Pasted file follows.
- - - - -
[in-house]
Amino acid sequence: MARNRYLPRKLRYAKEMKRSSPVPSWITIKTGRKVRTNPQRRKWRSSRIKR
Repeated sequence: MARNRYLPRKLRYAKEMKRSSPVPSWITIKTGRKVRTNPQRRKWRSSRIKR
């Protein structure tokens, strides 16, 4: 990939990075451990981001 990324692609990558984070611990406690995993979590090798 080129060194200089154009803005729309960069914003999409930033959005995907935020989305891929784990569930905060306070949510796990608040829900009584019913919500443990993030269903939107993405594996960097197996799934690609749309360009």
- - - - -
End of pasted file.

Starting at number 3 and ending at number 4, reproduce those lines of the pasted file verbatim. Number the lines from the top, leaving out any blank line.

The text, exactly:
Repeated sequence: MARNRYLPRKLRYAKEMKRSSPVPSWITIKTGRKVRTNPQRRKWRSSRIKR
């Protein structure tokens, strides 16, 4: 990939990075451990981001 990324692609990558984070611990406690995993979590090798 080129060194200089154009803005729309960069914003999409930033959005995907935020989305891929784990569930905060306070949510796990608040829900009584019913919500443990993030269903939107993405594996960097197996799934690609749309360009």